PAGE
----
On Saturday, an angry white man entered a Pittsburgh synagogue and killed 11 people who were celebrating Shabbat and the birth of a new member of the congregation. The oldest victim was 97. A couple in their 80s were killed as were two adult brothers who were fixtures at the synagogue.
The shooter targeted Jews because he believed they were responsible for the caravan of Central American refugees who are walking toward the United States. He believed this because right-wing conspiracy websites have been peddling this non-truth, blaming the caravan on George Soros, a philanthropist and supporter of open government who is Jewish. In fact, thousands of Central American migrants are trying to make the 1,000-mile trek to find better opportunities and avoid persecution. Many will never make it to America.
Saturday’s shooting was the latest in a string of abhorrent attacks. In recent days, 13 pipe bombs were sent to former presidents Bill Clinton and Barack Obama, Democratic lawmakers, CNN, Soros and others, all of whom President Donald Trump has identified as his enemies.
On Friday, Cesar Sayoc Jr. was arrested in Florida and charged with sending the 13 pipe bombs. Sayoc apparently lived in a van plastered with pro-Trump propaganda, and he voiced a hatred of blacks, Jews and gays, according to his boss.
On Wednesday, a gunman tried to enter a black church in Kentucky before heading to a nearby supermarket where he killed a black man and black women. He reportedly told a white man who confronted him with a gun that “whites don’t kill whites.”
Last Monday, at a rally in Houston, Trump proudly declared: “I am a nationalist,” to distinguish himself from the “globalists.” Later, when asked about using those words, Trump said he wasn’t aware of the historical connotations. Historically, well-known nationalists include Adolf Hitler, Francisco Franco and Benito Mussolini, and a globalist is a veiled reference to Jews, who have long been wrongly blamed for woes around the world.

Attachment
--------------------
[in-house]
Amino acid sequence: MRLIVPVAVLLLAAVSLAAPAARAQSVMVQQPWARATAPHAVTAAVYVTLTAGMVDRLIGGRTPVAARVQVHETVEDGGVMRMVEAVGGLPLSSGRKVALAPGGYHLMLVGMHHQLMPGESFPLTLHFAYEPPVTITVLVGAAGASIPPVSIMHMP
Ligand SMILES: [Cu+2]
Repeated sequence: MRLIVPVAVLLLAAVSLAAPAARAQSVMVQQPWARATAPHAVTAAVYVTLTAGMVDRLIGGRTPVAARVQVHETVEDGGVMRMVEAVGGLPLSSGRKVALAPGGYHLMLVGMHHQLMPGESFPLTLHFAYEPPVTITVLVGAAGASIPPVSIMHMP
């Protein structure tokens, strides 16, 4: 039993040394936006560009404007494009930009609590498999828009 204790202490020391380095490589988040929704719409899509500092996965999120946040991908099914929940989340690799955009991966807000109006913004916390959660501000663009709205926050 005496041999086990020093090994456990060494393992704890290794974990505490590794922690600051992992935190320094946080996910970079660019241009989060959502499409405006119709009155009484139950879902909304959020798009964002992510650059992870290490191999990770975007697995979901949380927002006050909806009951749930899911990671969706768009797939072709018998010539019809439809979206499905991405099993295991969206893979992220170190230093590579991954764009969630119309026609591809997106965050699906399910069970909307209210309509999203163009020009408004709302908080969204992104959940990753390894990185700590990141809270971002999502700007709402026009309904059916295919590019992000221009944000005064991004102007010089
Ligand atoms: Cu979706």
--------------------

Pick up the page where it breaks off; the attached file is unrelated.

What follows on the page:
A hatred and distrust of people who are different — whether from a different culture, race or religion — is the thread that binds these events together. Rather than using these differences to divide us, as too many politicians, especially Trump, do, we are in desperate need of leaders who can bridge these differences and bring us together.
Throughout the weekend, Trump showed glimmers of taking on this role, even though he attended a rally in Illinois hours after the Pittsburgh shootings. He justified his attendance by falsely arguing that the New York Stock Exchange opened the day after the Sept. 11 terrorist attacks. It did not; it remained closed for four days.
“This wicked act of mass murder is pure evil,” the president said at a farming convention in Indianapolis on Saturday. He added that Americans should stand up to “any form of religious hatred or prejudice.”
“There is great anger in our Country caused in part by inaccurate, and even fraudulent, reporting of the news,” he tweeted shortly after 5 a.m. “The Fake News Media, the true Enemy of the People, must stop the open & obvious hostility & report the news accurately & fairly. That will do much to put out the flame…”
It may be futile to hope that Trump will stop blaming others, especially the media, for the hatred that is despoiling America. But Americans can take a stand now by rejecting any politician, political party and political action committee that exploits untruths about immigrants, “globalists” like Soros and others to try to win votes. Saying no to hatred and division at the ballot box is the strongest message voters can send.
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